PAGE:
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    20SoC according to insider indications isn't exactly what you'd expect it to be. Yes it comes with improvements of course but to put it into a more realistic Tegra Logan vs. Erista picture, if the latter GPU is for example by 80% (freely invented figure) more efficient, do you think it would be fair if I'd say that the majority of that persentage comes from architectural refinements (Kepler-->>Maxwell) and only a modest persentage from the 28HPm to 20SoC transition?

    It's always nice to have a smaller and more advanced manufacturing process but if there aren't any leaps in architectural refinements it'll stay in the hw refresh realm.
     
  12. extrajudicial

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    From what I understand the benefits of maxwell are mostly due to power gating and clockspeed managment. Under heavy load the differences between Kepler and Maxwell efficiency is negligible.


    I also understand that mobile GPUs such as power vr 6xt render frames much more efficiently than desktop (read:nvidia) GPUs. Who is to say whether nvidia'a current lead in desktop GPUs would even translate?
     
  13. Ailuros

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    A GTX980 is almost by 60% faster than a GTX770 at comparable real time power consumption, while the GM204 is on the same process as GK104 and with about 33% more die area. Same goes for a GM107 vs. a GK107. You don't get that kind of differences just with power gating and frequency tricks. If you don't see any of these increases you're most likely comparing apples to oranges ie making the same mistake as many while comparing GM204 to GK110. The first is a performance chip, the latter a high end chip.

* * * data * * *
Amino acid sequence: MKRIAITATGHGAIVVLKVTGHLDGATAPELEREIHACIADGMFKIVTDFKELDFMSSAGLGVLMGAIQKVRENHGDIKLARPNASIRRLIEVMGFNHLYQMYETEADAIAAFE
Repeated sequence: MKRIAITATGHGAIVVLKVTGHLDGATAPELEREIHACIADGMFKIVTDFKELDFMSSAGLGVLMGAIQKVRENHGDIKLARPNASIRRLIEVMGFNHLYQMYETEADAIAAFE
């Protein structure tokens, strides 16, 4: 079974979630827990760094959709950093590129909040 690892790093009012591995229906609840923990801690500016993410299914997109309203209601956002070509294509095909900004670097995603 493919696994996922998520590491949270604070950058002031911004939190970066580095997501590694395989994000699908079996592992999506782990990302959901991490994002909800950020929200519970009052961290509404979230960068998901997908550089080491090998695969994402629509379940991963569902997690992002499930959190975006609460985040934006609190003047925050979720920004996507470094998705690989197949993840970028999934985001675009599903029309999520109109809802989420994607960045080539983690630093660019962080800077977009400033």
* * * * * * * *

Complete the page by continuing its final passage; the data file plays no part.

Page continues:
This doesn't come for free either; GM204 has roughly 48% more transistors than GK104 amongst them a portion for the higher compliance for the first.

    Which has what to do with the topic at hand exactly? Yes the PowerVR is a TBDR and I've been following them since I was a teenager. As with all approaches there are both advantages as disadvantages.

    That still doesn't change one bit that the ULP Maxwell GPU in upcoming Erista will raise the efficiency bar significantly as will most future architectures in that market.
     
  14. silent_guy

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    From the CUDA thread, it's clear that they added some kind of register reuse cache that reduced register fetches from the register banks. Banks are pretty large, so that should result in quite an optimization. And if the register reuse cache is much closer to the ALUs, they will lose less power moving the operands around as well. And then there's reduced HW scheduling and the reduced crossbar not allowing operands to execute everywhere.

    The whole SM architecture has changed significantly, and they intuitively seem to benefit perf/W.

    You don't get this kind of improvement with just clock gating (as if that's a new thing) and clock speed management (whatever that means.)
     
  15. RecessionCone

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    I'm skeptical about Denver perf/watt too. But why do you think 32bit K1 is a "Dog of a chip"?
     
  16. extrajudicial

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    I don't mean it's not very fast on paper, but there are tons of bugs and every person I've seen use the 32b k1 returned the thing in hours. Lots of incompatibility, random crashes, etc. It may have had nothing to do with K1 and was just all the other hardware and software...

    But I doubt it. Look at the sales figures, customer response has been negligible.
     
  17. Florin

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    Tons of bugs, such as..?

    Where are the sales figures for K1 devices?
     
  18. extrajudicial

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    It's not just "clock gating" and how do you explain the fact that Kepler and Maxwell have the EXACT same power consumption on compute loads?


    Your explanation is that "the architecture is different" ... Ok!
     
  19. extrajudicial

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    I'm on mobile and am having a hard time linking all the reviews. The consensus is that yes it's very fast but very buggy. Lots of crashing and updates.

    I'd love to see the sales figures, I'll look for them in the next hr.